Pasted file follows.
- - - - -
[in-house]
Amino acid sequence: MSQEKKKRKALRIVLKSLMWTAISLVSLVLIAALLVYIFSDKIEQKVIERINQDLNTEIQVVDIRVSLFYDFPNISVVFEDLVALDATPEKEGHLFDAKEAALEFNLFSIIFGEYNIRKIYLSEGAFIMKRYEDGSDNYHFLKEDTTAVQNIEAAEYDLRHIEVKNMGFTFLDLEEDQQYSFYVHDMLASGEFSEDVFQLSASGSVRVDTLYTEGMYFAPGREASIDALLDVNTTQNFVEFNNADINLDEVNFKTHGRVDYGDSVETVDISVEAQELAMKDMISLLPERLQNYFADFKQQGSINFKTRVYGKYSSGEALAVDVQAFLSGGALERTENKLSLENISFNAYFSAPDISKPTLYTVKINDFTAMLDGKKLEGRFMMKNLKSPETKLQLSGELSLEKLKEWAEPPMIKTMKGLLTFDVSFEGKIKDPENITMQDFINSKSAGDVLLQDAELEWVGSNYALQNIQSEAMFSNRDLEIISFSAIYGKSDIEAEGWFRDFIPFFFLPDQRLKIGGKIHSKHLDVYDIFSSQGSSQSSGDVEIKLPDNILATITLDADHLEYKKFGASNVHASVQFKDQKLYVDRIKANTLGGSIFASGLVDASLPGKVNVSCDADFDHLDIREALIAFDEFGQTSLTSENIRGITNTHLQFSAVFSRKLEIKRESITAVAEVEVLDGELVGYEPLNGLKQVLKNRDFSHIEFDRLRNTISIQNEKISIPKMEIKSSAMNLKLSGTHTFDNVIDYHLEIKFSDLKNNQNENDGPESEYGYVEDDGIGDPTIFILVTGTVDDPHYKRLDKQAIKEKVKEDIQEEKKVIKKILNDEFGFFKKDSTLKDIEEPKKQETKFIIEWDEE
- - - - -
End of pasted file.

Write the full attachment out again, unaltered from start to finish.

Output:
[in-house]
Amino acid sequence: MSQEKKKRKALRIVLKSLMWTAISLVSLVLIAALLVYIFSDKIEQKVIERINQDLNTEIQVVDIRVSLFYDFPNISVVFEDLVALDATPEKEGHLFDAKEAALEFNLFSIIFGEYNIRKIYLSEGAFIMKRYEDGSDNYHFLKEDTTAVQNIEAAEYDLRHIEVKNMGFTFLDLEEDQQYSFYVHDMLASGEFSEDVFQLSASGSVRVDTLYTEGMYFAPGREASIDALLDVNTTQNFVEFNNADINLDEVNFKTHGRVDYGDSVETVDISVEAQELAMKDMISLLPERLQNYFADFKQQGSINFKTRVYGKYSSGEALAVDVQAFLSGGALERTENKLSLENISFNAYFSAPDISKPTLYTVKINDFTAMLDGKKLEGRFMMKNLKSPETKLQLSGELSLEKLKEWAEPPMIKTMKGLLTFDVSFEGKIKDPENITMQDFINSKSAGDVLLQDAELEWVGSNYALQNIQSEAMFSNRDLEIISFSAIYGKSDIEAEGWFRDFIPFFFLPDQRLKIGGKIHSKHLDVYDIFSSQGSSQSSGDVEIKLPDNILATITLDADHLEYKKFGASNVHASVQFKDQKLYVDRIKANTLGGSIFASGLVDASLPGKVNVSCDADFDHLDIREALIAFDEFGQTSLTSENIRGITNTHLQFSAVFSRKLEIKRESITAVAEVEVLDGELVGYEPLNGLKQVLKNRDFSHIEFDRLRNTISIQNEKISIPKMEIKSSAMNLKLSGTHTFDNVIDYHLEIKFSDLKNNQNENDGPESEYGYVEDDGIGDPTIFILVTGTVDDPHYKRLDKQAIKEKVKEDIQEEKKVIKKILNDEFGFFKKDSTLKDIEEPKKQETKFIIEWDEE